Syrian refugee’s conviction for use of false passport to seek asylum quashed

21.10.16 | |


The Court of Appeal has overturned the conviction of a Syrian refugee who used a false passport to flee Syria. He was represented by Richard Thomas (instructed by Nigel Leskin of Birnberg Peirce and Partners).


Mr Chikho, a Kurd, had been secretly filming atrocities carried out by the government of Bashar al-Assad and publishing his footage via al-Jazeera, YouTube and other media outlets before being forced to flee the country. He had walked to Turkey and then, after a delay of a few months, paid money to a people smuggler that took him to Spain, where he boarded a plane to London using a false passport. He was stopped at Gatwick and pleaded guilty to a false document offence for which he was imprisoned.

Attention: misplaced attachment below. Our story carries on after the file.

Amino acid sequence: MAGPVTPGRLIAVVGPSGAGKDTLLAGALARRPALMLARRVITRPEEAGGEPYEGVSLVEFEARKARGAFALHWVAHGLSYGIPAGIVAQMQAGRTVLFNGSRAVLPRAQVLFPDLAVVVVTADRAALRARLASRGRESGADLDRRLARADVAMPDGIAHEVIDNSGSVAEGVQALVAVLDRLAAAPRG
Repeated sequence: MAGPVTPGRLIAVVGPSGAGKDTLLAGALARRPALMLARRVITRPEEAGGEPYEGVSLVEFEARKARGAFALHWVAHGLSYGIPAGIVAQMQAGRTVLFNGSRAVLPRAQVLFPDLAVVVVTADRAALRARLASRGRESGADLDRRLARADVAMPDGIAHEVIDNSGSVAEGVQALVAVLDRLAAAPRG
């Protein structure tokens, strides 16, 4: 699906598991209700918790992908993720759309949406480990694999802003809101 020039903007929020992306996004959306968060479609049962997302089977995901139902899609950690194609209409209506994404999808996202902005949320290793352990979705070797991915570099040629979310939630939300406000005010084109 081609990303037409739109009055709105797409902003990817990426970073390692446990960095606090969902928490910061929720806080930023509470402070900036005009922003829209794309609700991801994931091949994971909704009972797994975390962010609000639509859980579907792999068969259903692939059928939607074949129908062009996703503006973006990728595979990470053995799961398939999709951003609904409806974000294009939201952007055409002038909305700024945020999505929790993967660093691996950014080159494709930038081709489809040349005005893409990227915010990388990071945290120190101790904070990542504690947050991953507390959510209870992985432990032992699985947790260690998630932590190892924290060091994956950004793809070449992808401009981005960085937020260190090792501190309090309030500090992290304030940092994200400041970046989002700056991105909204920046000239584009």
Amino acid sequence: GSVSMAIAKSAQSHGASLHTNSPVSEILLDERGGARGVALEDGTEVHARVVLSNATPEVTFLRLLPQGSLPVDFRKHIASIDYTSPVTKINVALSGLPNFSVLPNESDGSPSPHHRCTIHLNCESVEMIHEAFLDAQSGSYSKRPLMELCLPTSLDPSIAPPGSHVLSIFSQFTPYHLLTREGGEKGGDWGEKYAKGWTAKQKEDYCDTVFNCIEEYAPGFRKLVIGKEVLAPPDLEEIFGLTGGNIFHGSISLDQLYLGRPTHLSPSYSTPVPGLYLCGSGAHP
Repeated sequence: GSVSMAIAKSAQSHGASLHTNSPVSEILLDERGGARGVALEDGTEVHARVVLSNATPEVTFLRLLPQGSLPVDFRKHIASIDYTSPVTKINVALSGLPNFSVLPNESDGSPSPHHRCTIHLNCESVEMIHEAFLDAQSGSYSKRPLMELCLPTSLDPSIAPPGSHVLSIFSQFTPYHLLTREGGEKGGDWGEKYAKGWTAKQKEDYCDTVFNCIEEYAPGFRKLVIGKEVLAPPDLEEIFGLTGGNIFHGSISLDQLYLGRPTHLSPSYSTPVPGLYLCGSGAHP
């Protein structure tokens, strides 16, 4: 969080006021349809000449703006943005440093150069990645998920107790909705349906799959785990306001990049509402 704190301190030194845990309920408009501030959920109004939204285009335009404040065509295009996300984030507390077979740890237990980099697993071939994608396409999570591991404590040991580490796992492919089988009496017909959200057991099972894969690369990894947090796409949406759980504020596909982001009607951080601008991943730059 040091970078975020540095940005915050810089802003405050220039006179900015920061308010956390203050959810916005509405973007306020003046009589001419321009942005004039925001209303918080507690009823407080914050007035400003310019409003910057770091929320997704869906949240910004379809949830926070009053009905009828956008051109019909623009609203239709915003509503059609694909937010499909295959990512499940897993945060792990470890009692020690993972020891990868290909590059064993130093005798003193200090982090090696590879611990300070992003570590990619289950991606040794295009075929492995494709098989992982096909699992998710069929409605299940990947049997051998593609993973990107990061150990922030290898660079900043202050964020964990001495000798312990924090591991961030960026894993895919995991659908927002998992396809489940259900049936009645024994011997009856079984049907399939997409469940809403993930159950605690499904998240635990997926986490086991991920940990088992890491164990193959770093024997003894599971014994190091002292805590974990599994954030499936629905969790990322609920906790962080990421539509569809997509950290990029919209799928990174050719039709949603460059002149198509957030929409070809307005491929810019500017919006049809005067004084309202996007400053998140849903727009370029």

The Criminal Cases Review Commission referred the case to the Court of Appeal on the basis that Mr Chikho had not been advised about the statutory defence available to refugees. The issue on the appeal was whether the advice was adequate and whether the time spent in Turkey deprived Mr Chikho of a defence because he had “stopped” in that country and could have sought protection there. It was argued that whilst Turkey was an early signatory to the 1951 UN Refugee Convention meaning the rights in the Convention applied only to refugees from Europe. It was argued that Turkey’s recent Law on Foreigners and International Protection (LFIP) and the Temporary Protection Regulation post-dated Mr Chikho’s travel and in any event these new laws maintain the geographical exemption, and the refugee protection offered by Turkey does not amount to protection under the Convention.  


Press coverage in The Guardian.

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